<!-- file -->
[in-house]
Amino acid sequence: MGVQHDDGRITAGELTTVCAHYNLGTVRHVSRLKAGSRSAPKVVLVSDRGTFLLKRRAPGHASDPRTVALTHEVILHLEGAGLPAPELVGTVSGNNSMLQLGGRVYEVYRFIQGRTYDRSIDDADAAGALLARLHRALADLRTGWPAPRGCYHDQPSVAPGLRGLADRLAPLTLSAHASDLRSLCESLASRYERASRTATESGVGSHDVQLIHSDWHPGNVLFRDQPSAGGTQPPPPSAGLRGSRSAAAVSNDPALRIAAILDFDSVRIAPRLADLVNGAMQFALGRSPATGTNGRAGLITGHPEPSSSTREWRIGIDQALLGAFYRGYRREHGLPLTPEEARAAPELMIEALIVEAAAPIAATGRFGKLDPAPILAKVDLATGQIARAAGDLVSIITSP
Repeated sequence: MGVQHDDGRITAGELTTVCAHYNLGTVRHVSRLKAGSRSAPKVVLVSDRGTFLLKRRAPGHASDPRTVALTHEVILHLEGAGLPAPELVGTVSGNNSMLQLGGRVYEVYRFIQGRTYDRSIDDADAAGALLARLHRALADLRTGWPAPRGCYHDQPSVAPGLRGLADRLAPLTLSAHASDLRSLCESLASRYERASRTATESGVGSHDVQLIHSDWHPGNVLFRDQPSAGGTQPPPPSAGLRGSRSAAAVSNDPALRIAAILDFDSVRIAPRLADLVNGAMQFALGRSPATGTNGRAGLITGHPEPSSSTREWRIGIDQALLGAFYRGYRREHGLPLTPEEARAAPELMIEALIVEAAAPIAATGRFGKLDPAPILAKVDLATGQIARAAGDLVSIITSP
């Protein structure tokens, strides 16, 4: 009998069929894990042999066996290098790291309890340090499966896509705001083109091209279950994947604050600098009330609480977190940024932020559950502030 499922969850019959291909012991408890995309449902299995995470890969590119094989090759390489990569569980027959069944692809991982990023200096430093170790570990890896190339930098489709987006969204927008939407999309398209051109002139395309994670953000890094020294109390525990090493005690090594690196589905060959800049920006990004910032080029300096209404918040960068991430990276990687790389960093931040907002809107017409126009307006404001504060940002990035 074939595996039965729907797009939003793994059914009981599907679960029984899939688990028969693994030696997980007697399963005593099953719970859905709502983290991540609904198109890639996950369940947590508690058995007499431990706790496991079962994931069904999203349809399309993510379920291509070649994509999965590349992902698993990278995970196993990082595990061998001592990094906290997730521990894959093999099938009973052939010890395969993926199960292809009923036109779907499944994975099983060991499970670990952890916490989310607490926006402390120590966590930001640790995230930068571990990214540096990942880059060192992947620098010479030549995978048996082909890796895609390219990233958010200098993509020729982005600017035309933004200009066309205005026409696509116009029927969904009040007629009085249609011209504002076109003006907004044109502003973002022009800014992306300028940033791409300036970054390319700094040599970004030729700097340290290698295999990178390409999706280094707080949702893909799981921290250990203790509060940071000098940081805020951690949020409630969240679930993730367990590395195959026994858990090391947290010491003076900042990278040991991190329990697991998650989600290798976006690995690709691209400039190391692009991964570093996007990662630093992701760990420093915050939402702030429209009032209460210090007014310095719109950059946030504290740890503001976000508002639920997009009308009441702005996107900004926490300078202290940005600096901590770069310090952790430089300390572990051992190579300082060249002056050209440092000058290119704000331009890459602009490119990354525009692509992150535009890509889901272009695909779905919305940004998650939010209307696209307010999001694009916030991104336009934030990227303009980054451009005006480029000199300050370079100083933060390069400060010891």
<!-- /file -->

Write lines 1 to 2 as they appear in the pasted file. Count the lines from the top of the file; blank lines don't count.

[in-house]
Amino acid sequence: MGVQHDDGRITAGELTTVCAHYNLGTVRHVSRLKAGSRSAPKVVLVSDRGTFLLKRRAPGHASDPRTVALTHEVILHLEGAGLPAPELVGTVSGNNSMLQLGGRVYEVYRFIQGRTYDRSIDDADAAGALLARLHRALADLRTGWPAPRGCYHDQPSVAPGLRGLADRLAPLTLSAHASDLRSLCESLASRYERASRTATESGVGSHDVQLIHSDWHPGNVLFRDQPSAGGTQPPPPSAGLRGSRSAAAVSNDPALRIAAILDFDSVRIAPRLADLVNGAMQFALGRSPATGTNGRAGLITGHPEPSSSTREWRIGIDQALLGAFYRGYRREHGLPLTPEEARAAPELMIEALIVEAAAPIAATGRFGKLDPAPILAKVDLATGQIARAAGDLVSIITSP